Top 5 Lessons Learned as a Novice Gardener

Lesson 1: You have to have sun.

Now I know that this sounds silly as most people would say, “You can’t grow anything without sun,” but I never knew plants had to have so much sun. Full sun versus partial sun meant nothing to me. So when my husband said he would build me a garden box I said put it on the front side of the house where the dogs can’t get to it and we will have some sun. Keyword: some. I never realized that the fence, house and neighbor’s house would shade it. So when I started reading about plants needing 6 to 8 hours of sun minimal, I was concerned. I began plotting the sun at different times of the day in mid-May (way too late to plant cool weather plants, but that will be in Lesson 3) and figured that I have one square foot of the entire 6 by 8 garden that gets full sun. A couple of the square foots get 8 to 10 hours due to the fence shading it and the rest barely gets 6 to 8 hours. This brings me to lesson No. 2.

Lesson 2: Plot out your garden BEFORE you buy all your plants from the local nursery.

I was super excited about buying plants for the garden. I went to three different stores buying plants that I thought would be fun to grow. Then I ran across the local farmer’s market store that has a ton of plants come spring. I looked like a kid at a candy store trying to find the perfect piece of the most delicious piece of candy. As I was walking around looking at plants, a nice staff member asked if they could help me. I said, “I want to grow fruit.” So she took me to the blueberry bushes, blackberry vines and grapevines. She then proceeded to ask me all the right questions such as “Where are you going to plant it?” and “How much sun is it going to get?” I realized at that moment a little forethought would have gone a long way. I couldn’t answer those questions so I proceeded to describe my entire front and back yard with guessitimations of the amount of sunlight. In the end, my blueberry bushes did not make it, my blackberry bush died, and my grapevines were dug up by the dogs, not to mention that I didn’t have enough space for all the plants that I bought at the previous stores.  So I was giving away plants. Lesson learned.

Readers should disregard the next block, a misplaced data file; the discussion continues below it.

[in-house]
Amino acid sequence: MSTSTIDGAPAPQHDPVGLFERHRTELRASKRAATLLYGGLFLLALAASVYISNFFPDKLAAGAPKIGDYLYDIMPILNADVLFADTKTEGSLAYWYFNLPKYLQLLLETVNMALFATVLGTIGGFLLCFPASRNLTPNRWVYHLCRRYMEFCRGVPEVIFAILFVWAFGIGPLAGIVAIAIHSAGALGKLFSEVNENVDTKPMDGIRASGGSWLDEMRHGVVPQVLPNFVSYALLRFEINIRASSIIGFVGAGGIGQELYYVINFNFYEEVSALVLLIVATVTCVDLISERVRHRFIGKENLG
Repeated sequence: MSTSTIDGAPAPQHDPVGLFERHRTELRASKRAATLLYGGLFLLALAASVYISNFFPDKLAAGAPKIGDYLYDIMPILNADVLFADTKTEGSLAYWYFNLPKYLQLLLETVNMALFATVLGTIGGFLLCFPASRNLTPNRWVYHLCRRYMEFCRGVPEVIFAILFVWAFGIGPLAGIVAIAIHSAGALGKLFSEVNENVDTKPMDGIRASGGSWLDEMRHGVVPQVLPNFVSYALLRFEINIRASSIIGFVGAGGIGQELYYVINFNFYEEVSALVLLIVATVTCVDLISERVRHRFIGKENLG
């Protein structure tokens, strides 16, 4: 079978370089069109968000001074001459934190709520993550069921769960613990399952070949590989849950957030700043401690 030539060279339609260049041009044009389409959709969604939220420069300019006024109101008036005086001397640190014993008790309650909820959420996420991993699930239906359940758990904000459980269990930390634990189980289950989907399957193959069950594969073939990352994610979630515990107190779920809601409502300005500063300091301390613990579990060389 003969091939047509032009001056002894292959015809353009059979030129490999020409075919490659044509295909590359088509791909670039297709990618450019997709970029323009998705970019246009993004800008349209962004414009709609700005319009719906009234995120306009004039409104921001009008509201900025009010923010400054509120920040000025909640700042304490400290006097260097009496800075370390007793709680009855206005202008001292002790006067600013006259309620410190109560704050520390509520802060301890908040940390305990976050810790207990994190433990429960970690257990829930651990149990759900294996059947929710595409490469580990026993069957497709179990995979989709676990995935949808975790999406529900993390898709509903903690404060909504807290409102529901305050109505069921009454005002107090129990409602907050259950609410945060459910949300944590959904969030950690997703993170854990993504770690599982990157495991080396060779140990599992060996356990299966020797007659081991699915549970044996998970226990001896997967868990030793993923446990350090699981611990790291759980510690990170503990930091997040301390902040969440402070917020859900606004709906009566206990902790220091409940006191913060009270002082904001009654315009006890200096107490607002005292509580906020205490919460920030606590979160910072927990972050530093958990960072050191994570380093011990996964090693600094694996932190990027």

Happy Mother’s Day present, our first garden

Lesson 3: Timing is everything 

Cool weather plant, warm weather plant, fall planting are just a few terms I should have read up on before going head first into gardening. Mid-May in Texas, you can find tomatoes, peppers, cantaloupes and watermelon. I was not so happy that I couldn’t find broccoli, green beans and kale. As I ran my errands, I stopped everywhere looking for these cool weather plants. Reading an article or two about when to plant what crops would have saved me, at minimum, time and probably a little embarrassment. Most nursery staff gave me the craziest looks when asking to buy a seedling of broccoli when it was almost June and Texas heat had already kicked in. I did plant a few broccoli seedlings, but was not successful at growing anything to eat, but the yellow flowers were a pretty addition to the garden.

Lesson 4: Have a plan when planting a garden around animals

Nature sometimes makes us work hard when fighting off pests like cabbage moths and caterpillars, but I never thought I would have to worry about my own animals as the pests! As I tried to expand my garden along the back fence, my dogs saw the nice soft dirt as a digging station. They rolled around, dug up anything I planted, and acted as if I had hauled the seven bags of composted manure in there just for them. After losing too many plants and raking the dirt back into the garden bed one too many times, I had my husband put up a hot-wire fence. This solved the puppy problem with one quick shock and now I don’t even keep it hot. It’s just a wire. But no one told me chickens LOVE garden plants too!! I’m still working on this adventure.

Henrietta the Buff Orphington Chicken AKA bug eater

Lesson 5: Keep on trying

After two seasons under my belt of gardening, I continue to gain vast amounts of knowledge from experience alone. If nothing else I am learning to read others experiences so that I can avoid some major failures, but I also have had some great success. I have been able to pass on the love for gardening to my 6-year-old daughter! She is so excited to dig in the dirt, plant, water, and, of course, pick anything that might be growing. Last season I grew so many grape tomatoes I was giving them away. Cantaloupes love my front garden and have been a steady crop for two years. If nothing else, I love to be elbow deep in dirt, trying to be a part of growing my own food for my family no matter how small or large the crop might be.

My grape tomato plant is as tall as me!

The most tomatoes we harvested in one day!

Overall, gardening is fun and is a working piece of art year round. My plans are exploding for next year as the winter cold makes me think twice before venturing outside. Potatoes, carrots, my own green beans are all crops I can’t wait to plant. For now, I’ll be reading my stack of garden books and planning out my gardens for the spring.

Garden plot in 2013  

Published on Dec 18, 2013

Grit Magazine

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